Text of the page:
Niveau juridique : Union européenne
Texte de la question :
« Xylella fastidiosa is a bacterium that lives and reproduces in the xylem sap of its host plant, which it can seriously affect.
This bacterium has caused serious agricultural damage and its spread threatens the survival of many types of plant and the livelihoods of the farmers that tend to them.
In December 2018, the bacterium was detected for the first time in Tuscany — in the municipality of Monte Argentario to be precise.
Given how dangerous this plant pathogen is, and how close Tuscany is to the infected areas of Apulia, France and Corsica (under 4 hours by ferry from Livorno) the bacterium is a potential threat to crops grown in Tuscany, especially olives, and were it to spread this would have devastating effects on the ground and for the regional economy.
What actions are being planned to tackle the spread of this invasive bacterium?
What can be done to fund measures to prevent the spread of this parasite in Tuscany and ensure its biological control? »
Réponse par Mr Andriukaitis au nom de la Commission
« EU emergency measures laid down in Commission Implementing Decision (EU) 2015/789 (1) are in place to eradicate or, where this is not possible, contain the pest from current outbreak areas (2) with the aim to prevent further spread into the Union territory.
The EU measures also include movement and import restrictions for specified plants, the organisation of annual official survey campaigns in Member States, as well as an awareness campaign towards the general public, travellers, professional and international transport operators concerning the threat of Xylella fastidiosa.
Those measures are based on the precautionary principle, taking into account the scientific opinions of the European Food Safety Authority, the severity of the pest and the absence of any effective treatment solution able to cure diseased plants in open field conditions.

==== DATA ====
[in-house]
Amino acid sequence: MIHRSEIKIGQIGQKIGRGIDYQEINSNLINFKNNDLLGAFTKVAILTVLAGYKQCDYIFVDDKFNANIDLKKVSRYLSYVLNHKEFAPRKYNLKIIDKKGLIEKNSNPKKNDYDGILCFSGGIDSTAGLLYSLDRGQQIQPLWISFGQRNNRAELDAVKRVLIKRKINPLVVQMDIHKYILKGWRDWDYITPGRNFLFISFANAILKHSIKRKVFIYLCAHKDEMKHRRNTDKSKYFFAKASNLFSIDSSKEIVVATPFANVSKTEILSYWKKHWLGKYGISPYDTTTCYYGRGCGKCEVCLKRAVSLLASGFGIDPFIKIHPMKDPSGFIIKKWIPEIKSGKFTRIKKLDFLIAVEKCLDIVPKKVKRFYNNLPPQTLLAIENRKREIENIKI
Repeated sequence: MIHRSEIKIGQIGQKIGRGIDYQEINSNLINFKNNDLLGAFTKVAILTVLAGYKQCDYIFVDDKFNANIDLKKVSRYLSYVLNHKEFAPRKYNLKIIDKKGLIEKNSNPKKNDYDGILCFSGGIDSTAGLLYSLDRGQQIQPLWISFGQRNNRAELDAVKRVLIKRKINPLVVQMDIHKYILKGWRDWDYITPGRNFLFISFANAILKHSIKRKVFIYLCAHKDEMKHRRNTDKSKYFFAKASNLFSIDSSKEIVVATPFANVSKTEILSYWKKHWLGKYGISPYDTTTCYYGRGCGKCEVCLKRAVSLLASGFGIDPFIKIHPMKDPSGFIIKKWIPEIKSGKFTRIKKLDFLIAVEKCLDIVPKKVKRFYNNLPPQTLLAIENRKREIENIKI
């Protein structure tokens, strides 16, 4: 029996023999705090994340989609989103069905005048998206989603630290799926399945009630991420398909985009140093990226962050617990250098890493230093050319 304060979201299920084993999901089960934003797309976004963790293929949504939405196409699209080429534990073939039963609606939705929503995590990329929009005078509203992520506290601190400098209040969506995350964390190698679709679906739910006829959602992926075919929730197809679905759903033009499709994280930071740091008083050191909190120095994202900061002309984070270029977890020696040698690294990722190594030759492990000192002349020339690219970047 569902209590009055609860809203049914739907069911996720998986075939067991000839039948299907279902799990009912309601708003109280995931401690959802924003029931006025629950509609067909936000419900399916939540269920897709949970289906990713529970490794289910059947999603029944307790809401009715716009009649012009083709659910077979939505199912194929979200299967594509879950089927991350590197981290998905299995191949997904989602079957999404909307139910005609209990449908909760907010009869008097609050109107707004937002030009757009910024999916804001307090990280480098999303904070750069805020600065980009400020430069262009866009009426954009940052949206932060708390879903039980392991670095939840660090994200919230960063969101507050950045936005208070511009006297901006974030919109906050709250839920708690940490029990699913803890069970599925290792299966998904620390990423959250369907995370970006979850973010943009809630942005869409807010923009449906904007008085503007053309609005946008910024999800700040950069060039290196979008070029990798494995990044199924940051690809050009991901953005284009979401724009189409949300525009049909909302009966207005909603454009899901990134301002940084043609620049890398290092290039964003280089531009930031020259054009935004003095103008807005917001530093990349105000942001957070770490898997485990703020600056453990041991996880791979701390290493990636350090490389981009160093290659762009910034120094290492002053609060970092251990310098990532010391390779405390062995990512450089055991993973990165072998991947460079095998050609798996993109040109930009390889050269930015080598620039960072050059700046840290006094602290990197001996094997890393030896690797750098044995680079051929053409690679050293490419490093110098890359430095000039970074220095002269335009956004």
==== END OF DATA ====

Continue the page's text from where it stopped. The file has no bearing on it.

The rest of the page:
EU grants are available to Member States for the implementation of monitoring programmes at national level and EU emergency measures for demarcated areas within the Plant Health Directive 2000/29/EC (3) and the co-financing Regulation (EU) No 652/2014 (4). Within the same legal framework, EU funds are also available for compensating operators for the value of the destroyed plant material.
Lastly, a series of Commission’s audits are currently taking place to assess the import controls on plant health carried out by Member States. The outcome of those audits is published on the relevant webpage of the Directorate General for Health and Food Safety (5).
(1) Commission Implementing Decision (EU) 2015/789 of 18 May 2015 as regards measures to prevent the introduction into and the spread within the Union of Xylella fastidiosa, OJ L 125, 21.5.2015, p. 36‐53
(2) A list of demarcated areas established in the Union is available at the relevant webpage of the Health and Food Safety Directorate General.
(3) Council Directive 2000/29/EC of 8 May 2000 on protective measures against the introduction into the Community of organisms harmful to plants or plant products and against their spread within the Community, OJ L 169, 10.7.2000, p. 1‐112
(4) Regulation (EU) No 652/2014 of the European Parliament and of the Council of 15 May 2014 laying down provisions for the management of expenditure relating to the food chain, animal health and animal welfare, and relating to plant health and plant reproductive material, amending Council Directives 98/56/EC, 2000/29/EC and 2008/90/EC, Regulations (EC) No 178/2002, (EC) No 882/2004 and (EC) No 396/2005 of the European Parliament and of the Council, Directive 2009/128/EC of the European Parliament and of the Council and Regulation (EC) No 1107/2009 of the European Parliament and of the Council and repealing Council Decisions 66/399/EEC, 76/894/EEC and 2009/470/EC, OJ L 189, 27.6.2014, p. 1‐32 (5)ec.europa.eu/food/audits-analysis/audit_reports/index.cfm »
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